22 Aaron Ekblad (First Overall, Florida Panthers, 2014)
It takes a while for defencemen to develop and reach their full potential, but Aaron Ekblad is already scary-good and he's got plenty of room to left to continue that growth.
21 Gabriel Landeskog (Second Overall, Colorado Avalanche, 2011)
It's hard to argue the talents of Gabriel Landeskog. He hit the 20-goal mark three times in his first four seasons and became the youngest captain ever at 19 years and 286 years of age. The Avs haven't been able to take full advantage of his talents, but he remains a force.
20 Alex Galchenyuk (Third Overall, Montreal Canadiens, 2012)
The 2012 Draft wasn't a particularly great draft, but, last year, Alex Galchenyuk made the Canadiens look like they took the only bonafide superstar of the top five picks.
19 Oliver Ekman-Larsson (Sixth Overall, Arizona Coyotes, 2009)
Ownership and attendance issues in a non-traditional hockey market has left the city of Arizona a questionable place to run an NHL team.
18 Johnny Gaudreau (104th overall, Calgary Flames, 2011)
In his first full NHL season during 2014-15, Johnny Gaudreau brought the playoffs back to Calgary for the first time in six years, notching 24 goals and 64 points. This season, Johnny Hockey continued to look like a franchise player, scoring 78 points in 79 games.
17 Filip Forsberg (11th overall, Washington Capitals, 2012)
The Predators have always been a defense-first team, often not being able to score all that well. But one major trade made everything worth it.
16 Sean Monahan (Sixth Overall, Calgary Flames, 2013)
The Calgary Flames had a tough time replacing Jarome Iginla when it came to skill, fan appreciation, and leadership. However, it seems like they might've found some of that with Sean Monahan, who was taken with their top pick in 2013 and fit the bill immediately.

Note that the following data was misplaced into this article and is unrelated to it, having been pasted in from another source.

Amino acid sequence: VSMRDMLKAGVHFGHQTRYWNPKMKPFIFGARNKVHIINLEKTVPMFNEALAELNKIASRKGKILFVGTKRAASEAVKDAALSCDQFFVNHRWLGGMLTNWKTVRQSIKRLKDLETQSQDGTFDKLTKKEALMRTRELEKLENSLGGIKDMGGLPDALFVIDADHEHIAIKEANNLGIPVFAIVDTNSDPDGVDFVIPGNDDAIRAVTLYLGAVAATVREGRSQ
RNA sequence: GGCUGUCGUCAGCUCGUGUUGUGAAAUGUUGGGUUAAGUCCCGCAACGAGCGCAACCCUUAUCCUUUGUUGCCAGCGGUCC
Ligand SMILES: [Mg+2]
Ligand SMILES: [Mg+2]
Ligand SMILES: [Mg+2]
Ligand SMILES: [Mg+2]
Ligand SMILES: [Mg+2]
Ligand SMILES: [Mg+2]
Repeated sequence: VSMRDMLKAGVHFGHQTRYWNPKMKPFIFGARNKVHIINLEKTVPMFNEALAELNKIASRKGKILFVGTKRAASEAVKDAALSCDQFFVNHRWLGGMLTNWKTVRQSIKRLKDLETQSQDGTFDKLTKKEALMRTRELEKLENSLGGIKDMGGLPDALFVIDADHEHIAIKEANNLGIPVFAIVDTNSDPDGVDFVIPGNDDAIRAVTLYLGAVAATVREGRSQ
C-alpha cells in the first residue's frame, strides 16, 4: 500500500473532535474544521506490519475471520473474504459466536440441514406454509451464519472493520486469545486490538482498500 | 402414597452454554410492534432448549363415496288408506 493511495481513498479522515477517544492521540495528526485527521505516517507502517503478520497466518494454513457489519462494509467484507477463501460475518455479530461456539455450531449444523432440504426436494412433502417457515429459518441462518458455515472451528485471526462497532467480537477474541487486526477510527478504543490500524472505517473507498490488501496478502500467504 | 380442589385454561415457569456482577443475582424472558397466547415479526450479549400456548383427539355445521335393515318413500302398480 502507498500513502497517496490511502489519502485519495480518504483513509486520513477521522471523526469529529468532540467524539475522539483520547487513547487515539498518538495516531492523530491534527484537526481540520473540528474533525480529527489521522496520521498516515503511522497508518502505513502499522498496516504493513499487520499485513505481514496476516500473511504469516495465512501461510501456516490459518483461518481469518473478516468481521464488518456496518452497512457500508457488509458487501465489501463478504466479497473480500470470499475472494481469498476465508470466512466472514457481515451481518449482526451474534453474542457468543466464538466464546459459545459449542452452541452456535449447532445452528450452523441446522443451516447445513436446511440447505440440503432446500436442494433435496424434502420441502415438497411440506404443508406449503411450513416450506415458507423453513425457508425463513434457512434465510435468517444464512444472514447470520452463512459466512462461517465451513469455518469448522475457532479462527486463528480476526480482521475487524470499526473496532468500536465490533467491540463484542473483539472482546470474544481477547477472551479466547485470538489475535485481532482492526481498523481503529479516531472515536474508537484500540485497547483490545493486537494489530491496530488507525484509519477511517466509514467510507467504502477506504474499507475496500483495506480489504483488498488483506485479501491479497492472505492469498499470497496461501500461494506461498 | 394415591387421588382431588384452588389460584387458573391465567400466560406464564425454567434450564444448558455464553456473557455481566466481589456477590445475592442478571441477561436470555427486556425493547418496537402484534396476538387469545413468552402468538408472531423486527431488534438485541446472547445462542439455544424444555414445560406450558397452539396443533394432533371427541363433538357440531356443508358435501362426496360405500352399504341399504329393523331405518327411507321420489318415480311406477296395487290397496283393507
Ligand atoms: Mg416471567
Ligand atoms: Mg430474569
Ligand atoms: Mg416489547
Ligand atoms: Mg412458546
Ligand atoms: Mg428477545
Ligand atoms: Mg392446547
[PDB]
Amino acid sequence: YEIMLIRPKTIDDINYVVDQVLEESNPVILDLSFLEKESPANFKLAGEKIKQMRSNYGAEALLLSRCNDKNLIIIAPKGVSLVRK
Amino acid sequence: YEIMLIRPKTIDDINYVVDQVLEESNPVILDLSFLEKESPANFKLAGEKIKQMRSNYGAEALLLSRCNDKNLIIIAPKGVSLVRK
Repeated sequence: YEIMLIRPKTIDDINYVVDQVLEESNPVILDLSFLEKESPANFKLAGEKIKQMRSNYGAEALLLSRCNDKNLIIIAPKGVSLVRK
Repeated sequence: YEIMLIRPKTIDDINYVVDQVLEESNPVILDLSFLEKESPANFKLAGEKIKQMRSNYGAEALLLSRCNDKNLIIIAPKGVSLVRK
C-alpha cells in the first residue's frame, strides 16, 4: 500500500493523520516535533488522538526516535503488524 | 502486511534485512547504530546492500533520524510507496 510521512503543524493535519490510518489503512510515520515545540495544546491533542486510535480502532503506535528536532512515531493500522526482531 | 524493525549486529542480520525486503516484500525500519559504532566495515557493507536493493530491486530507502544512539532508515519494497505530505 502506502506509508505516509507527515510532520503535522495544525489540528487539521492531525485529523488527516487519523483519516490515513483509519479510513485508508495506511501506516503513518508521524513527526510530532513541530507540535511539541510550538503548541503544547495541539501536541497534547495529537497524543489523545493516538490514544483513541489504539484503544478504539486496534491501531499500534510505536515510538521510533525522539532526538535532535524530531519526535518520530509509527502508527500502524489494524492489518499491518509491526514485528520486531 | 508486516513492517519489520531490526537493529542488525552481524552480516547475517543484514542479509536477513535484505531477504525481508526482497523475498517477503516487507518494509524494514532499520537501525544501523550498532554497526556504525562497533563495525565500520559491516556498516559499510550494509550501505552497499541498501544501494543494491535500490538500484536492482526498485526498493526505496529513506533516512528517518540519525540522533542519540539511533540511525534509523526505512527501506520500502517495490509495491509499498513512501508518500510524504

15 Nathan MacKinnon (First Overall, Colorado Avalanche, 2013)
Nathan MacKinnon became a rookie sensation in his first year with the Avs, leading them to the Central Division title after posting 24-39-63 in 82 games. His second season was a disappointment with 14-24-38, but he's rebounded with another 20-goal and 50-point campaign in 2015/16.
14 Dougie Hamilton (Ninth Overall, Boston Bruins, 2011)
The Toronto Maple Leafs were a non-Phil Kessel trade away from potentially having franchise stars Tyler Seguin and Dougie Hamilton, but they instead saw both men develop with their rivals, the Boston Bruins, though those two are no longer part of the Bs.
13 Phil Kessel (Fifth Overall, Boston Bruins, 2006)
The winger has one of the most dangerous shots in the league, as few wingers can score like Phil "The Thrill" Kessel.
12 Taylor Hall (First Overall, Edmonton Oilers, 2010)
With Taylor Hall, the Oilers have won the Draft lottery three times, yet they still can't seem to go anywhere. Still, with limited talent around him, he's been one of the best scoring wingers and constantly hits 20 goals.
11 Vladimir Tarasenko (16th Overall, St. Louis Blues, 2010)
On a team that usually relies on every forward to play a two-way game and lean more on defense, Vladimir Tarasenko has been able to step up as the team's first true superstar forward in ages.